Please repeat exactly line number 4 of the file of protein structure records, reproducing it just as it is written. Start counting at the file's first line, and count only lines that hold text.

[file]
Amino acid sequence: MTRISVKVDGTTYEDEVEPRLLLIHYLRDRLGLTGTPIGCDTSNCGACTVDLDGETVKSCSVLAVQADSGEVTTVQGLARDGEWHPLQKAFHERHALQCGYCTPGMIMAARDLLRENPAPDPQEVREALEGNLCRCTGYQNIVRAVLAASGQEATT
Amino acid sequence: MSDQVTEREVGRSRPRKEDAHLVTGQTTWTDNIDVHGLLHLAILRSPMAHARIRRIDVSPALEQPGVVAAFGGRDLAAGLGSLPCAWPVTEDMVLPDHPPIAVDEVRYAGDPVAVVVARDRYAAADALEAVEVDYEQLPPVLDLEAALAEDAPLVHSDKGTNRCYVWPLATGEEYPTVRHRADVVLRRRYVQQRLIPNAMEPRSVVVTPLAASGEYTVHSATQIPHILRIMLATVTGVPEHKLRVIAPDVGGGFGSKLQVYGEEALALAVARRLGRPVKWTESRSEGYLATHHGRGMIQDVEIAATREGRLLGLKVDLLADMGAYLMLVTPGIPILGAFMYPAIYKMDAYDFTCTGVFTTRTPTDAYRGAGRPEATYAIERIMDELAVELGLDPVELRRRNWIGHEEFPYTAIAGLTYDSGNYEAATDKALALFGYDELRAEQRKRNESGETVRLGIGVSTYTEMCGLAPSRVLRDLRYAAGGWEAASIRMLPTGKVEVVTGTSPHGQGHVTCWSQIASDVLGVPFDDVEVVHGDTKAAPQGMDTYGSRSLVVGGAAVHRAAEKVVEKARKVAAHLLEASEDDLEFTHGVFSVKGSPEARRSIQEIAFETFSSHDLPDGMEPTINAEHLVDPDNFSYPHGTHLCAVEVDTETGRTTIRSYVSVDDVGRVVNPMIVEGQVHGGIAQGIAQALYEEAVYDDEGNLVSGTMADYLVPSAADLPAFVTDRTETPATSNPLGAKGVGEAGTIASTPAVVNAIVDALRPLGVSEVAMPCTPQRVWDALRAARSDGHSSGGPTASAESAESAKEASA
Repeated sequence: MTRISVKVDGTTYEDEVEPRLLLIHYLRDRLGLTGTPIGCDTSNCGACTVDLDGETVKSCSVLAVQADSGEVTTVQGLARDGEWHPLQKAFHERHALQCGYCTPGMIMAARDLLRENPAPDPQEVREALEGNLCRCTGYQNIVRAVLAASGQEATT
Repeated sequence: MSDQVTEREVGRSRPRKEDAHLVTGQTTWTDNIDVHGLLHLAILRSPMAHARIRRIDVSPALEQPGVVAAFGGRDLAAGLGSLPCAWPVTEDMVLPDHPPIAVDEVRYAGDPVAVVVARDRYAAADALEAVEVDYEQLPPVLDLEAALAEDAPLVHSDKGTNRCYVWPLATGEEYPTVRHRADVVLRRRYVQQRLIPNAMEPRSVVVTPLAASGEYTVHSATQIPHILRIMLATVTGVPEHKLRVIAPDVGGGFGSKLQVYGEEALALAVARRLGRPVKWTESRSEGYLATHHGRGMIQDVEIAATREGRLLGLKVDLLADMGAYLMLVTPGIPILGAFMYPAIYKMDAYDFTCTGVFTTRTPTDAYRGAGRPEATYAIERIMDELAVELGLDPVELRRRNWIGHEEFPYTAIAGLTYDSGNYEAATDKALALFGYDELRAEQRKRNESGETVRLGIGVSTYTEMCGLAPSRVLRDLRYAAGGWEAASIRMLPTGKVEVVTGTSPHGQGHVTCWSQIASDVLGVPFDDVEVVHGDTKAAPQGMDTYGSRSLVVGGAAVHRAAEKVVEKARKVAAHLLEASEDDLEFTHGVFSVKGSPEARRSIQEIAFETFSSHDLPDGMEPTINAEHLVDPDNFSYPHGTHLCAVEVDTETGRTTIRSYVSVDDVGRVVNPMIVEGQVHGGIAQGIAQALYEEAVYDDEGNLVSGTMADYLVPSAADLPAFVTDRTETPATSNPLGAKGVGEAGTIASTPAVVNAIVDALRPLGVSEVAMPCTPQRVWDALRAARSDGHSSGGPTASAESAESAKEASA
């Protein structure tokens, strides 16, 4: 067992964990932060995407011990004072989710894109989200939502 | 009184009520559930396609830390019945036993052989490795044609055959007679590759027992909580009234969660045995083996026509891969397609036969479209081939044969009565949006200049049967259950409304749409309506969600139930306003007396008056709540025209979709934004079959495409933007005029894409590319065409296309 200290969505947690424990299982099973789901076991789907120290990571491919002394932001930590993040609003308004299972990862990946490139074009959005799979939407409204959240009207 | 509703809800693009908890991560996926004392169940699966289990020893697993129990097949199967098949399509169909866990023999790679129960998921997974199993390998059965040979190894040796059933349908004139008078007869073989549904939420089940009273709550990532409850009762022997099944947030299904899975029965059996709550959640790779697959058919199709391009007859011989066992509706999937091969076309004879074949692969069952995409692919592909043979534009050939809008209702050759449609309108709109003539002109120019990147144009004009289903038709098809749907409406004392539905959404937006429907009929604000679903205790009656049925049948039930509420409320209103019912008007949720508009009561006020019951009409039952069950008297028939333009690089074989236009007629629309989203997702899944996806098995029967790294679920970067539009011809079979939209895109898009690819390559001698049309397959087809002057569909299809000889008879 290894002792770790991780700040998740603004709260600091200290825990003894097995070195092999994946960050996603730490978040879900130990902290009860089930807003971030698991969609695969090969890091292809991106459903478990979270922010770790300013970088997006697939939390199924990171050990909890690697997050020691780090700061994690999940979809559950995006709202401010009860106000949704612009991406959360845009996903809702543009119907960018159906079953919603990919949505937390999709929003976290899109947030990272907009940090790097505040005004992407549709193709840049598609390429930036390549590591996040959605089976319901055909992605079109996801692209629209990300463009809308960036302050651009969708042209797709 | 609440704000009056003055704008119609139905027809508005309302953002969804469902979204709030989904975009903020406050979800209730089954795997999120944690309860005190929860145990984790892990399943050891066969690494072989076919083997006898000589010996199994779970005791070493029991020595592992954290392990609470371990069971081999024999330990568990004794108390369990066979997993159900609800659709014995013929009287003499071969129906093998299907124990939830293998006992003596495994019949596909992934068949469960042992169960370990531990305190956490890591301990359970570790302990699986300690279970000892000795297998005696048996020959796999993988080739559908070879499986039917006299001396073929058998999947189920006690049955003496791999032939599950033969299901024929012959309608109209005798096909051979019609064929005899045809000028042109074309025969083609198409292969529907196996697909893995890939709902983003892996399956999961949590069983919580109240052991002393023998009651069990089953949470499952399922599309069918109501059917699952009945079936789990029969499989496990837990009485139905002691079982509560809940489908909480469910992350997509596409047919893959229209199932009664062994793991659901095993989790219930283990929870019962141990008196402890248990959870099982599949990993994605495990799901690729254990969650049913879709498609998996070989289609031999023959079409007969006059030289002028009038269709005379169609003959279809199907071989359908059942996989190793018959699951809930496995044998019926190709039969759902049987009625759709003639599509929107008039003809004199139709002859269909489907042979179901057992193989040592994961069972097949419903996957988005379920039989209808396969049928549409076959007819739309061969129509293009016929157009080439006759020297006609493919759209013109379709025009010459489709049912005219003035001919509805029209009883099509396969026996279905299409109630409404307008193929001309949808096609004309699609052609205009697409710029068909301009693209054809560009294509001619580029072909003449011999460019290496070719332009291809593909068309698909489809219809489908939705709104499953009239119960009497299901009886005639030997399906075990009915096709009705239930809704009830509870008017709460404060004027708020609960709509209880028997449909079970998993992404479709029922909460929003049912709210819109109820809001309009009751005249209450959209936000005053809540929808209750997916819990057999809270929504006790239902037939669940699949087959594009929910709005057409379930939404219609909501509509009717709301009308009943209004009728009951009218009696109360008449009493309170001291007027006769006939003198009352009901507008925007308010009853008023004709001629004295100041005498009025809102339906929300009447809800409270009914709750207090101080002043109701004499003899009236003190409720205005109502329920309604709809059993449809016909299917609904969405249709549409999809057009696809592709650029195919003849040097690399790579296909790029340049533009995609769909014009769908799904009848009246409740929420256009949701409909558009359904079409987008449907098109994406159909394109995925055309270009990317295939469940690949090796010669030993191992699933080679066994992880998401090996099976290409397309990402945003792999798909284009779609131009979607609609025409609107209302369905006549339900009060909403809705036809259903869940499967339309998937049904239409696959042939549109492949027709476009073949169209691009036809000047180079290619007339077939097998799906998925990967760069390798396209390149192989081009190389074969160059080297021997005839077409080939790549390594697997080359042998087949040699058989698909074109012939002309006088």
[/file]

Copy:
Repeated sequence: MSDQVTEREVGRSRPRKEDAHLVTGQTTWTDNIDVHGLLHLAILRSPMAHARIRRIDVSPALEQPGVVAAFGGRDLAAGLGSLPCAWPVTEDMVLPDHPPIAVDEVRYAGDPVAVVVARDRYAAADALEAVEVDYEQLPPVLDLEAALAEDAPLVHSDKGTNRCYVWPLATGEEYPTVRHRADVVLRRRYVQQRLIPNAMEPRSVVVTPLAASGEYTVHSATQIPHILRIMLATVTGVPEHKLRVIAPDVGGGFGSKLQVYGEEALALAVARRLGRPVKWTESRSEGYLATHHGRGMIQDVEIAATREGRLLGLKVDLLADMGAYLMLVTPGIPILGAFMYPAIYKMDAYDFTCTGVFTTRTPTDAYRGAGRPEATYAIERIMDELAVELGLDPVELRRRNWIGHEEFPYTAIAGLTYDSGNYEAATDKALALFGYDELRAEQRKRNESGETVRLGIGVSTYTEMCGLAPSRVLRDLRYAAGGWEAASIRMLPTGKVEVVTGTSPHGQGHVTCWSQIASDVLGVPFDDVEVVHGDTKAAPQGMDTYGSRSLVVGGAAVHRAAEKVVEKARKVAAHLLEASEDDLEFTHGVFSVKGSPEARRSIQEIAFETFSSHDLPDGMEPTINAEHLVDPDNFSYPHGTHLCAVEVDTETGRTTIRSYVSVDDVGRVVNPMIVEGQVHGGIAQGIAQALYEEAVYDDEGNLVSGTMADYLVPSAADLPAFVTDRTETPATSNPLGAKGVGEAGTIASTPAVVNAIVDALRPLGVSEVAMPCTPQRVWDALRAARSDGHSSGGPTASAESAESAKEASA